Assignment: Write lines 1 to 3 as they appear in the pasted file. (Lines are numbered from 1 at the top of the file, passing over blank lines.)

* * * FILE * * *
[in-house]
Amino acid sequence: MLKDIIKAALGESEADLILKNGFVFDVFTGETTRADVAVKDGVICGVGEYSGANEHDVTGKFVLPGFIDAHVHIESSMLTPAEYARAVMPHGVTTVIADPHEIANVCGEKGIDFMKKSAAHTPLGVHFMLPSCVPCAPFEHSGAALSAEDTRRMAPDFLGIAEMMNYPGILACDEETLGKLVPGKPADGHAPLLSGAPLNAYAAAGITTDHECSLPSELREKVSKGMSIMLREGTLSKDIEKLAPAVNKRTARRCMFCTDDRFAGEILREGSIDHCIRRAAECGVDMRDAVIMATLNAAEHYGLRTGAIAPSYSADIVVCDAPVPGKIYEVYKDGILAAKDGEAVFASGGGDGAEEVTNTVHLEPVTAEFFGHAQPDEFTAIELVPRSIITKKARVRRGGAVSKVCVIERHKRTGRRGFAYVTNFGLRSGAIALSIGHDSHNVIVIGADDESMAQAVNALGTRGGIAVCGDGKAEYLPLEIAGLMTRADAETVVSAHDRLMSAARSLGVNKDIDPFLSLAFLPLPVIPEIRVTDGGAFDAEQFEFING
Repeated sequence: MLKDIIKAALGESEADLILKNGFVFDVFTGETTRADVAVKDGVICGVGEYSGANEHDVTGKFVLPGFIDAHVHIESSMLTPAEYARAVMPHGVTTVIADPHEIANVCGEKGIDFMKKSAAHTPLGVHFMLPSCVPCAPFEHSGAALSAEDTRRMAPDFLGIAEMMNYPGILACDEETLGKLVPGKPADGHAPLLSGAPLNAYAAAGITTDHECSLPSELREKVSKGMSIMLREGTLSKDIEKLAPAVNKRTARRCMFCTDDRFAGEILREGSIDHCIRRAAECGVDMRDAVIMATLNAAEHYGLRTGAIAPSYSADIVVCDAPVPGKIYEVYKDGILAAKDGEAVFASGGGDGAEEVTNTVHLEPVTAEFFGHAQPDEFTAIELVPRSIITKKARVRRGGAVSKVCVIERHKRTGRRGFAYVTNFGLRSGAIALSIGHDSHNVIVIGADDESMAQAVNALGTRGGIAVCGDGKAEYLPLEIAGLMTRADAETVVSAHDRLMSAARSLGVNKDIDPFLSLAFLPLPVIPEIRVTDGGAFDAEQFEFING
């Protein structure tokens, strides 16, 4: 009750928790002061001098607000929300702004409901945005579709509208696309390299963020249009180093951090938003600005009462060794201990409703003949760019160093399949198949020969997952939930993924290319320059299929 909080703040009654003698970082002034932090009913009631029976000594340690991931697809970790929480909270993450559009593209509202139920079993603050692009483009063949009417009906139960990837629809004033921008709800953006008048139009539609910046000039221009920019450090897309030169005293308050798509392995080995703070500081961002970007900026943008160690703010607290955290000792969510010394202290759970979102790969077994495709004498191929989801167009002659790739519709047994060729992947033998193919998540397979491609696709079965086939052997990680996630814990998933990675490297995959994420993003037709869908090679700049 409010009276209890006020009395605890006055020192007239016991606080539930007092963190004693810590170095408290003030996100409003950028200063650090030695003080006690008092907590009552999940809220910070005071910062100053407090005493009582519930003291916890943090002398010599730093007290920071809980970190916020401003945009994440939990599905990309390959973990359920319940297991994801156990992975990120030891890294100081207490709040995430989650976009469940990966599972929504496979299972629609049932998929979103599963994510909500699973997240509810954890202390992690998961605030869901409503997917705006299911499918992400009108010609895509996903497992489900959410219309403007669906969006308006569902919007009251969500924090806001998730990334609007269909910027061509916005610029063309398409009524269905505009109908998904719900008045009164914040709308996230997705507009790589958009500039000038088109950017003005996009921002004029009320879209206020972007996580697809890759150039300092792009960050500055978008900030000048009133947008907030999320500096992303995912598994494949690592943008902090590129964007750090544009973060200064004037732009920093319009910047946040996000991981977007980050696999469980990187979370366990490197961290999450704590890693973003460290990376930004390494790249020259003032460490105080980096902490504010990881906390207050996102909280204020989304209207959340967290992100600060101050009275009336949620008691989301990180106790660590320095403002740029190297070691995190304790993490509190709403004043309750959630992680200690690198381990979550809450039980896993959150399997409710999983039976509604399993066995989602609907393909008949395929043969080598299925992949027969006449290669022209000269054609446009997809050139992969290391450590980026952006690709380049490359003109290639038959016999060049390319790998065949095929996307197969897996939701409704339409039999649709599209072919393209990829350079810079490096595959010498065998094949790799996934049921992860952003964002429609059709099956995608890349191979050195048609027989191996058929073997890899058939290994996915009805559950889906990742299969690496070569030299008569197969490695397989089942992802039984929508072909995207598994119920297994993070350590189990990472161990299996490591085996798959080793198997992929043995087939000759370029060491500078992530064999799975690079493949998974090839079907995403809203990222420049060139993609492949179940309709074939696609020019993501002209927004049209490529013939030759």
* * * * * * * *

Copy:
[in-house]
Amino acid sequence: MLKDIIKAALGESEADLILKNGFVFDVFTGETTRADVAVKDGVICGVGEYSGANEHDVTGKFVLPGFIDAHVHIESSMLTPAEYARAVMPHGVTTVIADPHEIANVCGEKGIDFMKKSAAHTPLGVHFMLPSCVPCAPFEHSGAALSAEDTRRMAPDFLGIAEMMNYPGILACDEETLGKLVPGKPADGHAPLLSGAPLNAYAAAGITTDHECSLPSELREKVSKGMSIMLREGTLSKDIEKLAPAVNKRTARRCMFCTDDRFAGEILREGSIDHCIRRAAECGVDMRDAVIMATLNAAEHYGLRTGAIAPSYSADIVVCDAPVPGKIYEVYKDGILAAKDGEAVFASGGGDGAEEVTNTVHLEPVTAEFFGHAQPDEFTAIELVPRSIITKKARVRRGGAVSKVCVIERHKRTGRRGFAYVTNFGLRSGAIALSIGHDSHNVIVIGADDESMAQAVNALGTRGGIAVCGDGKAEYLPLEIAGLMTRADAETVVSAHDRLMSAARSLGVNKDIDPFLSLAFLPLPVIPEIRVTDGGAFDAEQFEFING
Repeated sequence: MLKDIIKAALGESEADLILKNGFVFDVFTGETTRADVAVKDGVICGVGEYSGANEHDVTGKFVLPGFIDAHVHIESSMLTPAEYARAVMPHGVTTVIADPHEIANVCGEKGIDFMKKSAAHTPLGVHFMLPSCVPCAPFEHSGAALSAEDTRRMAPDFLGIAEMMNYPGILACDEETLGKLVPGKPADGHAPLLSGAPLNAYAAAGITTDHECSLPSELREKVSKGMSIMLREGTLSKDIEKLAPAVNKRTARRCMFCTDDRFAGEILREGSIDHCIRRAAECGVDMRDAVIMATLNAAEHYGLRTGAIAPSYSADIVVCDAPVPGKIYEVYKDGILAAKDGEAVFASGGGDGAEEVTNTVHLEPVTAEFFGHAQPDEFTAIELVPRSIITKKARVRRGGAVSKVCVIERHKRTGRRGFAYVTNFGLRSGAIALSIGHDSHNVIVIGADDESMAQAVNALGTRGGIAVCGDGKAEYLPLEIAGLMTRADAETVVSAHDRLMSAARSLGVNKDIDPFLSLAFLPLPVIPEIRVTDGGAFDAEQFEFING